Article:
For the new hybrid workplace, for the assembly of electromechanical components, such a cobot from the Danish robot manufacturer Universal Robots (UR) has now been placed at the side of the employees to work alongside them. First, the colleague assembles the connector elements. Then the cobot presses in the electrical contact elements, joins the connector housing and screws the connection contacts. The productivity of the entire hybrid workstation is increased by the use of a collaborative robot and the resulting reduction in intermediate steps or waiting times in the assembly process. The focus of this partial automation is to relieve the machine operator of time-consuming and monotonous intermediate steps and to achieve a balanced division of labour between humans and robots.
A cobot with HRC gripper
In addition to the selection of a suitable robot, a suitable gripper was also required as part of the workstation design. This is because gripping technology is an elementary component of every robot application. The HRC-02 gripper from the Zimmer Group, was found relatively quickly. The selected gripper is safe and harmonises perfectly with the selected UR robot. The HRC-02 all-electric servo gripper, specially designed for MRK use, has no sharp edges and is constructed in such a way that, with its rounded shape on all sides, accidental snagging is virtually impossible. In addition, the HRC-02 has a flexibly adjustable stroke and gripping force, allowing it to grip much more sensitively than a conventional gripper. These features paired with an industry-proven design provide the maximum safety for this project. All HRC grippers from the Zimmer Group meet the high requirements of the protection principles according to ISO/ TS 15066 (HRC standard) and are BG/ DGUV certified.
Programming made easy
In Weidmüller’s SafeMate project, another focus was on being able to use the UR cobot efficiently and flexibly at the new hybrid workplace. Therefore, attention was also paid to easy handling of the robot. The ease of operation of the cobot was convincing, especially in combination with the HRC-02 gripper. After all, it is no coincidence that all Zimmer Group grippers can work perfectly with UR lightweight robots - as a UR+ partner, Zimmer Group currently displays the largest portfolio of UR-compatible grippers on the UR+ website. Where previously elaborate programming work and complex programming skills were required, the cobot from Universal Robots and its Zimmer gripper are very easy to operate. It is controlled or programmed directly through the robot control panel, which is intuitively designed - comparable to a smartphone app.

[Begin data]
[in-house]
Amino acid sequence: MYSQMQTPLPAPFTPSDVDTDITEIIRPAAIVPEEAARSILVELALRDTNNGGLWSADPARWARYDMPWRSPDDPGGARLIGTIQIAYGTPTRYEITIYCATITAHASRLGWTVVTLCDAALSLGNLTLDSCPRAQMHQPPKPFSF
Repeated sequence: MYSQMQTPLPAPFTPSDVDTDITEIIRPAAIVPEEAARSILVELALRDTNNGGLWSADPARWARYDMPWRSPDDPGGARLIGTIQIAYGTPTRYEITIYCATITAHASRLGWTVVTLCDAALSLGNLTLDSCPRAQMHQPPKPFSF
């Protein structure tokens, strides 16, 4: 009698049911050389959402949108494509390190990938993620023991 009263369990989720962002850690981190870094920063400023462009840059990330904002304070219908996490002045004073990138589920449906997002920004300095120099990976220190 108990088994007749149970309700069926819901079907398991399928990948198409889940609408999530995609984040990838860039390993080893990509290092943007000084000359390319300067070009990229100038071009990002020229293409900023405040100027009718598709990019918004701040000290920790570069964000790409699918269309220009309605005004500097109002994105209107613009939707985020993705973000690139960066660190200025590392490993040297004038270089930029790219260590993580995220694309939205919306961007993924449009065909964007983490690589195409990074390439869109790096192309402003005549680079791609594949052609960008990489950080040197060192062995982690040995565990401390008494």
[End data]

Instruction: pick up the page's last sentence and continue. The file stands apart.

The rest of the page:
Increased team productivity and satisfaction
The pilot use of the cobot in Weidmüller’s mechanical engineering department opens up new possibilities, also in terms of efficiency and flexibility. Thanks to this new, hybrid division of labor and the simple operability and easy installation of the intelligent robot and its gripper, the electronics manufacturer can now meet the increasing shortage of skilled workers and global competition a bit more. In addition to the increase in productivity, there were also important non-monetary successes, such as ergonomic workplace optimisation and general work relief for employees. For example, force-intensive tasks such as pressing in the contact elements ('latching') and monotonous tasks could be handed over to the robot. This high level of employee acceptance was also achieved through a participatory implementation process. This means that employees were involved in the change process around their workplace from the very beginning.
Future use of cobots
A particular selection criterion for the Zimmer Group’s gripper was that, in addition to its technical features, the gripper already had the tested and certified safety for HRC systems, which means that we were already on the “safe side” - in the truest sense of the word - for our gripping technology project,” says Stuke. It is particularly important to the company that its employees benefit from collaborative work. The cobots with their grippers are intended to provide relief.
Courtesy: Zimmer Group